Hydrogel implants for refractive keratoplasty: corneal morphology.
Refractive keratoplasty procedures for large dioptric corrections utilize a lenticular addition to the cornea which is typically cut from a donor cornea, but can also be fabricated from hydrogel plastics (1). The success of an intrastromal hydrogel implant depends on the nonreactiveness of both the hydrogel to the stroma tissue and the tissue environment to the hydrogel. Permalens hydrogel (Cooper Labs, Inc.) was fabricated into 6 mm diameter, 0.24 mm thick, and +15.00 diopter lenticules and surgically implanted into intracorneal pockets of rabbit corneas for eleven months. Light and electron microscopy revealed scattered zones of abnormal fibroblast activity at the posterior interface of the hydrogel and stroma. The anterior pocket lining was covered with a single cell layer of keratocytes, but there were no irregular areas that might be light scattering. The remaining ultrastructure appeared normal. Preliminary work with primates did not reveal this type of abnormal fibroblast activity. The data indicates that hydrogels for intrastromal implantation in refractive keratoplasty have a promising future.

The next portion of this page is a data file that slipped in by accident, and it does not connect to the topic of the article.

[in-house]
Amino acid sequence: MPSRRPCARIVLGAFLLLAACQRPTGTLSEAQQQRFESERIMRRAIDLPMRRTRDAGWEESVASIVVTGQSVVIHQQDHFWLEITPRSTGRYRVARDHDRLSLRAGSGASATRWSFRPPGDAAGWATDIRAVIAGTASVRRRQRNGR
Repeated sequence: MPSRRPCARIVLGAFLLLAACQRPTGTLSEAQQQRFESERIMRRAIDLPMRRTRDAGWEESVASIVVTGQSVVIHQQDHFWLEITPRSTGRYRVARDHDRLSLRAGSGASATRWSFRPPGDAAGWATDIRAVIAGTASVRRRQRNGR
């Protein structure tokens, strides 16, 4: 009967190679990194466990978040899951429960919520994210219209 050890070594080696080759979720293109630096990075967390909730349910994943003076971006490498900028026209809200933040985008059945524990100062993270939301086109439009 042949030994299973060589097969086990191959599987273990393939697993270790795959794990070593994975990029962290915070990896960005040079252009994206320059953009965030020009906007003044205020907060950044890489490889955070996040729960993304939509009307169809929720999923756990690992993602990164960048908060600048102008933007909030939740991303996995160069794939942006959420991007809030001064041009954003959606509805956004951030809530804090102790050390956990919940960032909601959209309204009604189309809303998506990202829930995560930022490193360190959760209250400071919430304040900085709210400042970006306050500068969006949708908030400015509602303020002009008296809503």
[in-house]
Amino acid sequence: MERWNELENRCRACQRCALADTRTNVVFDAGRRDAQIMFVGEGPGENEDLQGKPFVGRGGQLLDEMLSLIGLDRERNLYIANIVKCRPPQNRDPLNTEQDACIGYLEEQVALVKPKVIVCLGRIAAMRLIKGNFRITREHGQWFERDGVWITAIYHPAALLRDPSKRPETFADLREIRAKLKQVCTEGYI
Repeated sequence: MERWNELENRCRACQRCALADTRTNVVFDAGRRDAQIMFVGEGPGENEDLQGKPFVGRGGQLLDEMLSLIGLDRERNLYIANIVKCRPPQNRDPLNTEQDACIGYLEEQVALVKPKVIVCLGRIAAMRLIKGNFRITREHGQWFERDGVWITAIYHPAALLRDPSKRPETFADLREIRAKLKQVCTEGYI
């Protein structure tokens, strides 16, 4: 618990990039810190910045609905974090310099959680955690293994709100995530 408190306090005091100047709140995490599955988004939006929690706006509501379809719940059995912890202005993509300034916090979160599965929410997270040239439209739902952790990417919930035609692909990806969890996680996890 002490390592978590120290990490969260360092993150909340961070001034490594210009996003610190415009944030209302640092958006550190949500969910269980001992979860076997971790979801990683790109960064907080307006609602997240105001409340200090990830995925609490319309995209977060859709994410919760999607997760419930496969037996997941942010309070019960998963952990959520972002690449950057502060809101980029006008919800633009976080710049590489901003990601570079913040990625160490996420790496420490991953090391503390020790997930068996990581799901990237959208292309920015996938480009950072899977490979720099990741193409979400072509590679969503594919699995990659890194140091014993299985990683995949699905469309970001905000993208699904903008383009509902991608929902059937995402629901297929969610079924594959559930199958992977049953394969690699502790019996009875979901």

McCarey, BE; Andrews, DM; Hatchell, DL; Pederson, H
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